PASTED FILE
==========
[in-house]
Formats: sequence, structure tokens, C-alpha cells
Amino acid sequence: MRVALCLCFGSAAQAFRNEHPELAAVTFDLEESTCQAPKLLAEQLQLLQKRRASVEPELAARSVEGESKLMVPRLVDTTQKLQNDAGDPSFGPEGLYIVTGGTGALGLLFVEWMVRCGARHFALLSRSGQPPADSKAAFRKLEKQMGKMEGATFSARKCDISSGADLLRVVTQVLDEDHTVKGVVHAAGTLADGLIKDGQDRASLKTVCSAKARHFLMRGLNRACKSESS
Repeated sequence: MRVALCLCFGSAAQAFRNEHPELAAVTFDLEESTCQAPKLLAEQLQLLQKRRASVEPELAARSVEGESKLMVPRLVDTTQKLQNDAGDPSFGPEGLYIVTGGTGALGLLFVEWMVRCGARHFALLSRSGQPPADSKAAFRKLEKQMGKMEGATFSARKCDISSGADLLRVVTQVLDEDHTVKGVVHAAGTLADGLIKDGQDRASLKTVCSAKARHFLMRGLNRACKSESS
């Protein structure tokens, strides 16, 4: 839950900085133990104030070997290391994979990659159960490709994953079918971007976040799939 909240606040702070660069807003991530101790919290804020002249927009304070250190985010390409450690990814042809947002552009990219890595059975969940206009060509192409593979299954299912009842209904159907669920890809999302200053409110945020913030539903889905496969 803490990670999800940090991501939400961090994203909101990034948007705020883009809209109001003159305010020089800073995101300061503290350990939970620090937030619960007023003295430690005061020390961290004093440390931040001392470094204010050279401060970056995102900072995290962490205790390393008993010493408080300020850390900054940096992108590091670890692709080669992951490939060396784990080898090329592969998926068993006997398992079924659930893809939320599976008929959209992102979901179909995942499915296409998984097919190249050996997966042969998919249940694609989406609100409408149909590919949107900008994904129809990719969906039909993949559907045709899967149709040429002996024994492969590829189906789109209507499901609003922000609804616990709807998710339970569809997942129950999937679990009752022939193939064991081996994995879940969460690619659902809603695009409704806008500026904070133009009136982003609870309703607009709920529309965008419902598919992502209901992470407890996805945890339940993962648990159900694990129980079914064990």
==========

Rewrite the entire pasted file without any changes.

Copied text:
[in-house]
Formats: sequence, structure tokens, C-alpha cells
Amino acid sequence: MRVALCLCFGSAAQAFRNEHPELAAVTFDLEESTCQAPKLLAEQLQLLQKRRASVEPELAARSVEGESKLMVPRLVDTTQKLQNDAGDPSFGPEGLYIVTGGTGALGLLFVEWMVRCGARHFALLSRSGQPPADSKAAFRKLEKQMGKMEGATFSARKCDISSGADLLRVVTQVLDEDHTVKGVVHAAGTLADGLIKDGQDRASLKTVCSAKARHFLMRGLNRACKSESS
Repeated sequence: MRVALCLCFGSAAQAFRNEHPELAAVTFDLEESTCQAPKLLAEQLQLLQKRRASVEPELAARSVEGESKLMVPRLVDTTQKLQNDAGDPSFGPEGLYIVTGGTGALGLLFVEWMVRCGARHFALLSRSGQPPADSKAAFRKLEKQMGKMEGATFSARKCDISSGADLLRVVTQVLDEDHTVKGVVHAAGTLADGLIKDGQDRASLKTVCSAKARHFLMRGLNRACKSESS
């Protein structure tokens, strides 16, 4: 839950900085133990104030070997290391994979990659159960490709994953079918971007976040799939 909240606040702070660069807003991530101790919290804020002249927009304070250190985010390409450690990814042809947002552009990219890595059975969940206009060509192409593979299954299912009842209904159907669920890809999302200053409110945020913030539903889905496969 803490990670999800940090991501939400961090994203909101990034948007705020883009809209109001003159305010020089800073995101300061503290350990939970620090937030619960007023003295430690005061020390961290004093440390931040001392470094204010050279401060970056995102900072995290962490205790390393008993010493408080300020850390900054940096992108590091670890692709080669992951490939060396784990080898090329592969998926068993006997398992079924659930893809939320599976008929959209992102979901179909995942499915296409998984097919190249050996997966042969998919249940694609989406609100409408149909590919949107900008994904129809990719969906039909993949559907045709899967149709040429002996024994492969590829189906789109209507499901609003922000609804616990709807998710339970569809997942129950999937679990009752022939193939064991081996994995879940969460690619659902809603695009409704806008500026904070133009009136982003609870309703607009709920529309965008419902598919992502209901992470407890996805945890339940993962648990159900694990129980079914064990």